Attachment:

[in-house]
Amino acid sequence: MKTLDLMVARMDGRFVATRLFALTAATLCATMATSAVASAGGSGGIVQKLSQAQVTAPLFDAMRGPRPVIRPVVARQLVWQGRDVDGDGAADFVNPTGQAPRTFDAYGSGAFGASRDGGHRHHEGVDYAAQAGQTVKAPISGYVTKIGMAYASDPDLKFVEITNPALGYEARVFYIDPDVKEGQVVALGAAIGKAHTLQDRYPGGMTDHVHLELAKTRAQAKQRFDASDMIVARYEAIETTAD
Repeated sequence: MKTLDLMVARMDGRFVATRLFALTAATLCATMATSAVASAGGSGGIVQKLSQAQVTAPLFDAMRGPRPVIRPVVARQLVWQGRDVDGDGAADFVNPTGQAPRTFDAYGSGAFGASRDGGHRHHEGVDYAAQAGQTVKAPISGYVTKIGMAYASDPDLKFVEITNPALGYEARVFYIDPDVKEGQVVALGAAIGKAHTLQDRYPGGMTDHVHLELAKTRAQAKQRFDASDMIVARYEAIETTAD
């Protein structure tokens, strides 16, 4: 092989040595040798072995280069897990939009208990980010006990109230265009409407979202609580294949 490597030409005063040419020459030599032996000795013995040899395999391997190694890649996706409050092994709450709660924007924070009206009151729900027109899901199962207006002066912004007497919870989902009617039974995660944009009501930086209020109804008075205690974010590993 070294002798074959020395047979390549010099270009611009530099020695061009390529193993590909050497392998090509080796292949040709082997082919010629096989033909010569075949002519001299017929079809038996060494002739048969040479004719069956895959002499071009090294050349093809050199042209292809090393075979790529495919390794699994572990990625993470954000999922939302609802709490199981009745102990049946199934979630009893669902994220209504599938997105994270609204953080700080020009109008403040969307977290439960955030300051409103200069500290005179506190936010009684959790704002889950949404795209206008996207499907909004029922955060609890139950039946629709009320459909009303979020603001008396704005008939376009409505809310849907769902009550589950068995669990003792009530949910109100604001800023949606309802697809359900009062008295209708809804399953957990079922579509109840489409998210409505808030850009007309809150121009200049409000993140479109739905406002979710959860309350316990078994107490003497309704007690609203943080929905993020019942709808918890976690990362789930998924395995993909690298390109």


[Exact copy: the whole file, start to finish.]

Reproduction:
[in-house]
Amino acid sequence: MKTLDLMVARMDGRFVATRLFALTAATLCATMATSAVASAGGSGGIVQKLSQAQVTAPLFDAMRGPRPVIRPVVARQLVWQGRDVDGDGAADFVNPTGQAPRTFDAYGSGAFGASRDGGHRHHEGVDYAAQAGQTVKAPISGYVTKIGMAYASDPDLKFVEITNPALGYEARVFYIDPDVKEGQVVALGAAIGKAHTLQDRYPGGMTDHVHLELAKTRAQAKQRFDASDMIVARYEAIETTAD
Repeated sequence: MKTLDLMVARMDGRFVATRLFALTAATLCATMATSAVASAGGSGGIVQKLSQAQVTAPLFDAMRGPRPVIRPVVARQLVWQGRDVDGDGAADFVNPTGQAPRTFDAYGSGAFGASRDGGHRHHEGVDYAAQAGQTVKAPISGYVTKIGMAYASDPDLKFVEITNPALGYEARVFYIDPDVKEGQVVALGAAIGKAHTLQDRYPGGMTDHVHLELAKTRAQAKQRFDASDMIVARYEAIETTAD
């Protein structure tokens, strides 16, 4: 092989040595040798072995280069897990939009208990980010006990109230265009409407979202609580294949 490597030409005063040419020459030599032996000795013995040899395999391997190694890649996706409050092994709450709660924007924070009206009151729900027109899901199962207006002066912004007497919870989902009617039974995660944009009501930086209020109804008075205690974010590993 070294002798074959020395047979390549010099270009611009530099020695061009390529193993590909050497392998090509080796292949040709082997082919010629096989033909010569075949002519001299017929079809038996060494002739048969040479004719069956895959002499071009090294050349093809050199042209292809090393075979790529495919390794699994572990990625993470954000999922939302609802709490199981009745102990049946199934979630009893669902994220209504599938997105994270609204953080700080020009109008403040969307977290439960955030300051409103200069500290005179506190936010009684959790704002889950949404795209206008996207499907909004029922955060609890139950039946629709009320459909009303979020603001008396704005008939376009409505809310849907769902009550589950068995669990003792009530949910109100604001800023949606309802697809359900009062008295209708809804399953957990079922579509109840489409998210409505808030850009007309809150121009200049409000993140479109739905406002979710959860309350316990078994107490003497309704007690609203943080929905993020019942709808918890976690990362789930998924395995993909690298390109």